On Wednesday, Rajya Sabha passed the Arbitration and Conciliation (Amendment) Bill, 2021, by voice vote. The Lok Sabha passed the Bill on February 12, 2201. It will replace an Ordinance promulgated on November 4, 2020. It seeks to amend the Arbitration and Conciliation Act, 1996 to (i) enable automatic stay on awards in certain cases and (ii) specify by regulations the qualifications, experience and norms for accreditation of arbitrators.
Salient Features of the Bill:
Automatic stay on awards: In the present regime, a party may apply to the Court under Section 34 of the 1996 Act to set aside an arbitral award. However, after the 2015 amendment to (Section 36 of) the Act, an automatic stay would not be granted on the award's operation by merely applying setting it aside. The Bill clarifies that a stay on the arbitral award may be granted by the Court, even during the pendency of the setting aside application, if it is prima facie satisfied that the relevant arbitration agreement or contract/ making of the award was induced by fraud or corruption. It shall be deemed effective from October 23, 2015.
Qualifications of Arbitrators: Schedule VIII to the principal Act specifies certain qualifications, experience, and accreditation norms for arbitrators. These requirements include that an arbitrator must be: (i) an advocate under the Advocates Act, 1961 with ten years of experience, or (ii) an officer of the Indian Legal Service, among others. The Bill seeks to omit Schedule VIII and states that Regulations shall specify qualifications, experience and norms for arbitrators' accreditation.
The discussion was interrupted by constant protest and sloganeering, demanding immediate discussion of Farm Laws and rising fuel prices. BJD MP Amar Patnaik supported the Bill. He also raised a technical query concerning the Amendment. He highlighted that, on the one hand, the proviso to Section 34(2A) provides that an award shall not be set aside merely on the ground of an erroneous application of the law or by reappreciation of evidence. However, he asked that how is it possible to establish a prima facie case that the award was induced by fraud, without reappreciation of evidence, given that any issue of fraud is a mixed fact of law and fact and cannot be decided summarily merely based on evidence recorded in the initial arbitral award.
YSRCP MP Ayodhya Ram Reddy, while supporting the Bill, remarked that it would be interesting to see how the Courts interpret the burden of proving a prima facie case of fraud or corruption. He added that Bill's provisions would also be tested where parties use it stalls the award's operation by filing Section 36 applications and waste precious time of the Court. He suggested that the courts have to be cautious in formulating a test to grant an unconditional stay on the award.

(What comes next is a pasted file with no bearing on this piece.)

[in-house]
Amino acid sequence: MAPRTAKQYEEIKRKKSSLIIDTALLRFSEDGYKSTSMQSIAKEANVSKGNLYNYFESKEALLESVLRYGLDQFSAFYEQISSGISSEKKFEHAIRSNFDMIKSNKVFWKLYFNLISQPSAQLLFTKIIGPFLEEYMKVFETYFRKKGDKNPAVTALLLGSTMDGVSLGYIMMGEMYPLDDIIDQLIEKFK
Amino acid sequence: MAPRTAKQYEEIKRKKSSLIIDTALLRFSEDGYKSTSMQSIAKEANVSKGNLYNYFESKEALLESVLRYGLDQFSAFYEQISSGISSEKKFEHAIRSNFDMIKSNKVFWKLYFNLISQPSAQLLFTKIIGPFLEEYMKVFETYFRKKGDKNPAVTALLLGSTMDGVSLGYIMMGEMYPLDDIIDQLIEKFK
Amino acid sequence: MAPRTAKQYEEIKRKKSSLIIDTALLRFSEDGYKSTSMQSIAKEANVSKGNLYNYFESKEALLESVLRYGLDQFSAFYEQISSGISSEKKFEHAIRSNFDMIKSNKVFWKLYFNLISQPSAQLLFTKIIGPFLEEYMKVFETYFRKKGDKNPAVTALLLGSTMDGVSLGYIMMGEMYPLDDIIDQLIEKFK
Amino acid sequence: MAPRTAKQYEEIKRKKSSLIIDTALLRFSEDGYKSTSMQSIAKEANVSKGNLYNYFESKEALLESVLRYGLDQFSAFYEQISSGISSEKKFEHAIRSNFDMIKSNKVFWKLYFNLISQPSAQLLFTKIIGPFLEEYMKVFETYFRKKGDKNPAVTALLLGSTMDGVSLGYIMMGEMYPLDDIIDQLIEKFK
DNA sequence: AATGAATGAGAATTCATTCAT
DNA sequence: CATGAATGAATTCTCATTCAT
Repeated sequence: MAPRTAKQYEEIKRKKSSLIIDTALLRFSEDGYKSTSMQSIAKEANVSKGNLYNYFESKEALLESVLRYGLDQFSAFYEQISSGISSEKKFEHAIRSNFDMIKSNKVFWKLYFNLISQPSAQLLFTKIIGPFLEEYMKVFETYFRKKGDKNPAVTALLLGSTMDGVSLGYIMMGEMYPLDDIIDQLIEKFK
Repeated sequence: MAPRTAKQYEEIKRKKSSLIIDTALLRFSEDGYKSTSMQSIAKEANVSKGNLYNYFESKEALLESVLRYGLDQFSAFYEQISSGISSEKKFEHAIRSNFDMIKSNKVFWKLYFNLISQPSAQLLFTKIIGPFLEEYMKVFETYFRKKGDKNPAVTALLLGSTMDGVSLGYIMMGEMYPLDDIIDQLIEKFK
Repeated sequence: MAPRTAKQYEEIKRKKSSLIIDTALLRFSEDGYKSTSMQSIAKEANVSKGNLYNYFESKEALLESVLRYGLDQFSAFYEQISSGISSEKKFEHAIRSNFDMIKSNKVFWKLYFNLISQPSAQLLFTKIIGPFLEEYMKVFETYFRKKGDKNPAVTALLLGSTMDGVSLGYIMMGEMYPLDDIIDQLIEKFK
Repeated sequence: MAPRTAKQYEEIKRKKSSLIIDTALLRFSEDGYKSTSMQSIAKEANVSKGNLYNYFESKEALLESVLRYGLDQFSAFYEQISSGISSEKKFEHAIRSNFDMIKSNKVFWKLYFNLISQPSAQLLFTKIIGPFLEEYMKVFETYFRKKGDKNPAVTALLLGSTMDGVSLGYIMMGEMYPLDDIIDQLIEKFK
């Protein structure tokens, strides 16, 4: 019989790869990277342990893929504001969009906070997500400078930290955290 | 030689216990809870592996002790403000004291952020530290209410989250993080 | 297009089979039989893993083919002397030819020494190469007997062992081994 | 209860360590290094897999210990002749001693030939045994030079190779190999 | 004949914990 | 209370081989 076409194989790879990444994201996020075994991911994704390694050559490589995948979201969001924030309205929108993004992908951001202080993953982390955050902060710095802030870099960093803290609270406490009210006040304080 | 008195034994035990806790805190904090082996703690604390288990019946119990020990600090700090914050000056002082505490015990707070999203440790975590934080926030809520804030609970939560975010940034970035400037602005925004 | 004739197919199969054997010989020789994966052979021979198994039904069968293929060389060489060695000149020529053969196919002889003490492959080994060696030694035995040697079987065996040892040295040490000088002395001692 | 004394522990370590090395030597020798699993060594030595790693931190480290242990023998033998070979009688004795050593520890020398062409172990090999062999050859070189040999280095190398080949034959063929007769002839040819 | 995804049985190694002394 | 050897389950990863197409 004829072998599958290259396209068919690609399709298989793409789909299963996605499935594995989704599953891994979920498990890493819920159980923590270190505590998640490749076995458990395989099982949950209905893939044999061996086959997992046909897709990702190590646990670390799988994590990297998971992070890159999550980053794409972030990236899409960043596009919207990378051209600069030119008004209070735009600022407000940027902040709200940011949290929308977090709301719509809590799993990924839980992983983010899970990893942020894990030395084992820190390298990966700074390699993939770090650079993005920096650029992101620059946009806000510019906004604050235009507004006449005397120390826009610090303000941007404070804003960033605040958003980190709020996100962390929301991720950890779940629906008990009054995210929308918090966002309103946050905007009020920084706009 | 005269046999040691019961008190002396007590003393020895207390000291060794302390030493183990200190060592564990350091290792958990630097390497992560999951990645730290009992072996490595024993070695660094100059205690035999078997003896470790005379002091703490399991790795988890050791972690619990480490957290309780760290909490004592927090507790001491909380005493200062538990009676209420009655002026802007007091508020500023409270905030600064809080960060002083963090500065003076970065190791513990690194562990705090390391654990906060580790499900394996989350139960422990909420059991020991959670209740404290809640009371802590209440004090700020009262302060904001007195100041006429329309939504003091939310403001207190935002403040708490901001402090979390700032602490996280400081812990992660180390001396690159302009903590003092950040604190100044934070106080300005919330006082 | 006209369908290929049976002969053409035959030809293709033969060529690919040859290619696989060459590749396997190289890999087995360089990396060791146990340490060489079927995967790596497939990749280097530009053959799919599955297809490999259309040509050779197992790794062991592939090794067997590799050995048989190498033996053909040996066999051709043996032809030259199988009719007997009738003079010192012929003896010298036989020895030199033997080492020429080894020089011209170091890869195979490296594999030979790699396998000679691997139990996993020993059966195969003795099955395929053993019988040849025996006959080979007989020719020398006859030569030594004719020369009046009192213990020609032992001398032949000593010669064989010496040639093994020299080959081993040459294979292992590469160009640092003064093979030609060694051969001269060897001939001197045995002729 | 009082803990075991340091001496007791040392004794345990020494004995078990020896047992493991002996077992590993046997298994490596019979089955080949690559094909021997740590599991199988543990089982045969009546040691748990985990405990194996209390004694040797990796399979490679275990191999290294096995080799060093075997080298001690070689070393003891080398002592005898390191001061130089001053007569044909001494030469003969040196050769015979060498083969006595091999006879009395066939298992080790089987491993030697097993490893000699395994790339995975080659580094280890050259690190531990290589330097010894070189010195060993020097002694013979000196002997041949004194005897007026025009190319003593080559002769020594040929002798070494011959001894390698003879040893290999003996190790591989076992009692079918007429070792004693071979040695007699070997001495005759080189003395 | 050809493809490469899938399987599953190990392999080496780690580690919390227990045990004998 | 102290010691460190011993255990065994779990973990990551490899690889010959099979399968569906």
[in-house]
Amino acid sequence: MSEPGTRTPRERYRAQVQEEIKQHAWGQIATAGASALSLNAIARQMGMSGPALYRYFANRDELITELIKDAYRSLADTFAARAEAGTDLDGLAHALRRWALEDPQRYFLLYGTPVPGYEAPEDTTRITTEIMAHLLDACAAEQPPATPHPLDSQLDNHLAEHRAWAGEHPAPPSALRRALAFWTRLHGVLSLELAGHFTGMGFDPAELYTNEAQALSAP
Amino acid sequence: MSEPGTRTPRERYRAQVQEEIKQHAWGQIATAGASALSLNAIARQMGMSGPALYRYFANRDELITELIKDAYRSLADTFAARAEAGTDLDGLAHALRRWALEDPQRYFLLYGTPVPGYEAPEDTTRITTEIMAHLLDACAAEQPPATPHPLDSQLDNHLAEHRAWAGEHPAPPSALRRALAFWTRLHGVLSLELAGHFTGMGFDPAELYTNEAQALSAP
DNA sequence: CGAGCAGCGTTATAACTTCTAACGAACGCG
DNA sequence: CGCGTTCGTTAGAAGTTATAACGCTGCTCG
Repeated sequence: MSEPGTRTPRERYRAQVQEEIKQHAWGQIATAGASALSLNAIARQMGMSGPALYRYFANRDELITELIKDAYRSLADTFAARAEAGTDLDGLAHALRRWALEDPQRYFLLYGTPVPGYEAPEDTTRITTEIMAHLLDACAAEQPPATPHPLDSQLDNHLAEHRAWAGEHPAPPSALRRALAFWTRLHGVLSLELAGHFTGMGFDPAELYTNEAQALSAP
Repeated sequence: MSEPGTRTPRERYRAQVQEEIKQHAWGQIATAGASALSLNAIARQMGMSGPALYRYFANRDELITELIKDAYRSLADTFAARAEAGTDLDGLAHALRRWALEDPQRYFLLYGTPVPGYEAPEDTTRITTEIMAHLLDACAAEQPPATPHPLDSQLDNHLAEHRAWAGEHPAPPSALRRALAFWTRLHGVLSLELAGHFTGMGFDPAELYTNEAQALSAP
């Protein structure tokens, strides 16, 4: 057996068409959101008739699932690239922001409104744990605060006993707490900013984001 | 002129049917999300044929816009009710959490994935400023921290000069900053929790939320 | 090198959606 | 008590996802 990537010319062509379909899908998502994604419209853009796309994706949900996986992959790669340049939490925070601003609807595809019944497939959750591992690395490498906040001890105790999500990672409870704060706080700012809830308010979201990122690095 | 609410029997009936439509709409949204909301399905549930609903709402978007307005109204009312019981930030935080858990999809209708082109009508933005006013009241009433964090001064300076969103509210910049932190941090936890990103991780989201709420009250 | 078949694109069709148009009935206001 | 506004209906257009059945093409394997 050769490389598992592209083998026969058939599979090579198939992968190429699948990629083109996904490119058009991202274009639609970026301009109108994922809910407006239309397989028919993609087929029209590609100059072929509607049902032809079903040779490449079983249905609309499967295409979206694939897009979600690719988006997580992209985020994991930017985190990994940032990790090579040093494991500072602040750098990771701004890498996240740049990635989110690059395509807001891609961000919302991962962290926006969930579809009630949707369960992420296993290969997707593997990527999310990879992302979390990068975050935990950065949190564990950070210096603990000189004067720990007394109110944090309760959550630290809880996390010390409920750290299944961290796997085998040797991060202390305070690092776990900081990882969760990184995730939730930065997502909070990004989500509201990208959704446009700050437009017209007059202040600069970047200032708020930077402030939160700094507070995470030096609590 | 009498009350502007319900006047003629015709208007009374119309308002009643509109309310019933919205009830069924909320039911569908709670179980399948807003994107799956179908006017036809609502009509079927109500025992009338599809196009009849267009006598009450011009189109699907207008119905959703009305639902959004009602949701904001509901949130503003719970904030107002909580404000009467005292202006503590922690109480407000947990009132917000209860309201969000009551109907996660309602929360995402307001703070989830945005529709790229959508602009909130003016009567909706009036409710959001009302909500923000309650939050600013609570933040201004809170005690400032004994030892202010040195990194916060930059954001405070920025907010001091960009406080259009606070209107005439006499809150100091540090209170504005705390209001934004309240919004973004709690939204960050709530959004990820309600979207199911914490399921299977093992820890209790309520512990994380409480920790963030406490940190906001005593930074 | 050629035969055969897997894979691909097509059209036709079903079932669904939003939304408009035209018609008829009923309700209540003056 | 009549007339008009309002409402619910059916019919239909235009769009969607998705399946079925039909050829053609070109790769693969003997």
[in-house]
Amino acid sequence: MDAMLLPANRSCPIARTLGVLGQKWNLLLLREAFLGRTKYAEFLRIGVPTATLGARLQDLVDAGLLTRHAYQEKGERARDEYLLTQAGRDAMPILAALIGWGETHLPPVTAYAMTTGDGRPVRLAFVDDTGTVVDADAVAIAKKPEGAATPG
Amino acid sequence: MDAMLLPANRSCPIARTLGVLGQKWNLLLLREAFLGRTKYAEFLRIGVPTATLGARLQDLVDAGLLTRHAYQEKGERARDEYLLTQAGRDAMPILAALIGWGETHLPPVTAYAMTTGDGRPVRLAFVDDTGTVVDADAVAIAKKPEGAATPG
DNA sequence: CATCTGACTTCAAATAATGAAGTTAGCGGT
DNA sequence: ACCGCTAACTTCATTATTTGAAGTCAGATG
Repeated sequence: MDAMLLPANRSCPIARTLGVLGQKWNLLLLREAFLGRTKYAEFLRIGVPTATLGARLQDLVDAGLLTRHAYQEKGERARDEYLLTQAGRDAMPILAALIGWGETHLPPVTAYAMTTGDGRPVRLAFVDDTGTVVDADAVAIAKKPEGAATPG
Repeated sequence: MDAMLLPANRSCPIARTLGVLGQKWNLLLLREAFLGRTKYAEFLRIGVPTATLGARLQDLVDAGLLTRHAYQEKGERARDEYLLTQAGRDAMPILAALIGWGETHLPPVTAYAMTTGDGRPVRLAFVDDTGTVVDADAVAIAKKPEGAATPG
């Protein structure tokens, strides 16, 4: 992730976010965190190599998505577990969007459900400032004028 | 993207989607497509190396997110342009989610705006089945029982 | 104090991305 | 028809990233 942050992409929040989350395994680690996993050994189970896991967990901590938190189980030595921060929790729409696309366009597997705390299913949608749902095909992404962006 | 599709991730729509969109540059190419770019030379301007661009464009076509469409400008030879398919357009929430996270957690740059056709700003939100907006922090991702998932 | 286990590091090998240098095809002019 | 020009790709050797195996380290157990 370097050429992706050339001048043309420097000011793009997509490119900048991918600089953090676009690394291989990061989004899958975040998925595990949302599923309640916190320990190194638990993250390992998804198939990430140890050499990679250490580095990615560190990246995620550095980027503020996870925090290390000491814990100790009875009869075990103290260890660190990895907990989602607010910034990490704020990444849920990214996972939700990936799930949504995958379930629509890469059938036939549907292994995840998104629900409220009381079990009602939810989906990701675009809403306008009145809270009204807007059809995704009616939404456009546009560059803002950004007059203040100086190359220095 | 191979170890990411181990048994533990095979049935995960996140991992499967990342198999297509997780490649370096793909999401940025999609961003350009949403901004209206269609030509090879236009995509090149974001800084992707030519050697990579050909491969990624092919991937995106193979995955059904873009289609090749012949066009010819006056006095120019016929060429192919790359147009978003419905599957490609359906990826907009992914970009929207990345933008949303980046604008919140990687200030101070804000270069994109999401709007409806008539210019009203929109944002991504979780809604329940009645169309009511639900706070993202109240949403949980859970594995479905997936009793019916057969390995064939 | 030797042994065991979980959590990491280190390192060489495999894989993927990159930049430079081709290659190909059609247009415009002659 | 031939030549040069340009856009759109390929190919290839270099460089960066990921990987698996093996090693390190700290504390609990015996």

TDP MP Kanakamedala Ravindra Kumar supported the Bill. He, however, expressed apprehensions that speedy disposal, which is the artefact of the Arbitration Act, may be saddled by the provision of unconditional stay. He said that Section 36(3) of the Arbitration Act is sufficient to grant a stay on the award operation, and there is no need to make any further provisions.
Kumar added that retrospective application of Amendment Act (from 2015) concerning automatic stay might open floodgates of litigation and affect the ease of doing business.
Responding to the debate, Law Minister Ravi Shankar Prasad informed the House that the proposed Amendment to Section 36 of the Act, despite the use of words Fraud/ corruption in Section 34, was necessary as the latter does not provide for an "automatic stay" of the award. He stated that this is in furtherance of Section 34, which states that an award that conflicts with the public policy may be set aside. Concerning Schedule VIII of the Act, the Minister said that there would be greater flexibility in the Arbitration Council of India, and it will help promote institutional arbitration by inviting arbitrators from abroad, furthering the goal of making India a hub of international commercial arbitration. During a discussion on the Bill in Lok Sabha, many members had appreciated the Government for proposing to omit the 8th Schedule as it will attract eminent international arbitrators.
However, there was widespread Opposition concerning the proposed Amendment to Section 36 for the following reasons:
• Amendment defeats the very objective of alternate dispute mechanism by drawing parties to Courts and making them prone to prolonged litigation.
• Bill does not define Fraud/ Corruption.
• Amendment will affect the enforcement of contracts and ultimately affect the ease of doing business in India.
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